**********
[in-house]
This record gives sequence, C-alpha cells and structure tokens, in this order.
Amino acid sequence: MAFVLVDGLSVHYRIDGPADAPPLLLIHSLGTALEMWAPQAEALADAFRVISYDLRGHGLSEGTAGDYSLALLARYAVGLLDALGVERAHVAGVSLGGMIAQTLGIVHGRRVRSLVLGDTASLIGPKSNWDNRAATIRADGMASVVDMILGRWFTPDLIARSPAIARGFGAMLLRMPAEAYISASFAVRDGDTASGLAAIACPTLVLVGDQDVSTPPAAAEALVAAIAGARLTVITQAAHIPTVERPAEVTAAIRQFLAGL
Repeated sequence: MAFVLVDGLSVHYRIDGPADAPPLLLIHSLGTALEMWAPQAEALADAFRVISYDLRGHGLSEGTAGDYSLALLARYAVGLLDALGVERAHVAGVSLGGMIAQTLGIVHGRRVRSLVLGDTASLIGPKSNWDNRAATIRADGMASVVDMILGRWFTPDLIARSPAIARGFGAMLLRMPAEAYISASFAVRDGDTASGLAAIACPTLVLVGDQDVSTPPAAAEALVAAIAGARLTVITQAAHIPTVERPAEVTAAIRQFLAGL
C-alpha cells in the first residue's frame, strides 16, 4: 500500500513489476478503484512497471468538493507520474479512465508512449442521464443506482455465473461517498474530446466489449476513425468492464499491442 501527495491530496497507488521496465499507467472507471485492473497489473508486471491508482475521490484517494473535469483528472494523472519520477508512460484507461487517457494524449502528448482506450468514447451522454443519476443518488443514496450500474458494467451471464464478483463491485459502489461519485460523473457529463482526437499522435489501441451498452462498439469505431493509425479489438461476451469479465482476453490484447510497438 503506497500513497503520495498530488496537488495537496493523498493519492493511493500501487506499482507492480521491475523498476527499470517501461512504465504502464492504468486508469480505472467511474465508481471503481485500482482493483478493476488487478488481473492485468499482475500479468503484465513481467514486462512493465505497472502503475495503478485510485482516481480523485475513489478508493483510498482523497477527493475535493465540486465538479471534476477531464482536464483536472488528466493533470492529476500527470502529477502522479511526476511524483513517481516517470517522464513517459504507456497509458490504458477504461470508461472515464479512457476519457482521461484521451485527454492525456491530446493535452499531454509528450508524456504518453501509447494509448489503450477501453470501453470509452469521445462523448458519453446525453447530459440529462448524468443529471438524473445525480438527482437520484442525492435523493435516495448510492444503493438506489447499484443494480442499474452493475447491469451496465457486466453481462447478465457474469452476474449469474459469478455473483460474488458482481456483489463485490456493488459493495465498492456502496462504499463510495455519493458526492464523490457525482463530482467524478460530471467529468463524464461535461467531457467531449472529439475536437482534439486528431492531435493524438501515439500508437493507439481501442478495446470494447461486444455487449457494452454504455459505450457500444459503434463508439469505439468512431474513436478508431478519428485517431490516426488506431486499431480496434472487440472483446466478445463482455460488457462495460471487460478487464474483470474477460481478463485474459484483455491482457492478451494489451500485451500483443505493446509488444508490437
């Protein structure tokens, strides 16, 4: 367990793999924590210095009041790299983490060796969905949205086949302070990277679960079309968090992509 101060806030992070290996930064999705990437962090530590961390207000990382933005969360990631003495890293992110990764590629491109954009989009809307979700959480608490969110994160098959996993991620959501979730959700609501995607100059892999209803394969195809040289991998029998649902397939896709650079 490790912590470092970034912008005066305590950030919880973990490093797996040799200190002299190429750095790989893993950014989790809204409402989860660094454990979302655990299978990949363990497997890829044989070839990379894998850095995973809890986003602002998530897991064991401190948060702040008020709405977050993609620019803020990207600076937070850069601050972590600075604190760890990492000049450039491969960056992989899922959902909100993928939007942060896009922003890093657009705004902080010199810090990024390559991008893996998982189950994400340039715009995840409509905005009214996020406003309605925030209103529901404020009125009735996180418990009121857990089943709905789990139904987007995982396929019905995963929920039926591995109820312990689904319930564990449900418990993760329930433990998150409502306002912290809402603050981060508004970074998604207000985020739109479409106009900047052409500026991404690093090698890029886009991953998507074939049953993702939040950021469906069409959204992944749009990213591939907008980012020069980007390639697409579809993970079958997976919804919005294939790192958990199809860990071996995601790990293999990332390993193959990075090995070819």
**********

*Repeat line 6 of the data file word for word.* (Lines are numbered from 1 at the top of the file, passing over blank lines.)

């Protein structure tokens, strides 16, 4: 367990793999924590210095009041790299983490060796969905949205086949302070990277679960079309968090992509 101060806030992070290996930064999705990437962090530590961390207000990382933005969360990631003495890293992110990764590629491109954009989009809307979700959480608490969110994160098959996993991620959501979730959700609501995607100059892999209803394969195809040289991998029998649902397939896709650079 490790912590470092970034912008005066305590950030919880973990490093797996040799200190002299190429750095790989893993950014989790809204409402989860660094454990979302655990299978990949363990497997890829044989070839990379894998850095995973809890986003602002998530897991064991401190948060702040008020709405977050993609620019803020990207600076937070850069601050972590600075604190760890990492000049450039491969960056992989899922959902909100993928939007942060896009922003890093657009705004902080010199810090990024390559991008893996998982189950994400340039715009995840409509905005009214996020406003309605925030209103529901404020009125009735996180418990009121857990089943709905789990139904987007995982396929019905995963929920039926591995109820312990689904319930564990449900418990993760329930433990998150409502306002912290809402603050981060508004970074998604207000985020739109479409106009900047052409500026991404690093090698890029886009991953998507074939049953993702939040950021469906069409959204992944749009990213591939907008980012020069980007390639697409579809993970079958997976919804919005294939790192958990199809860990071996995601790990293999990332390993193959990075090995070819």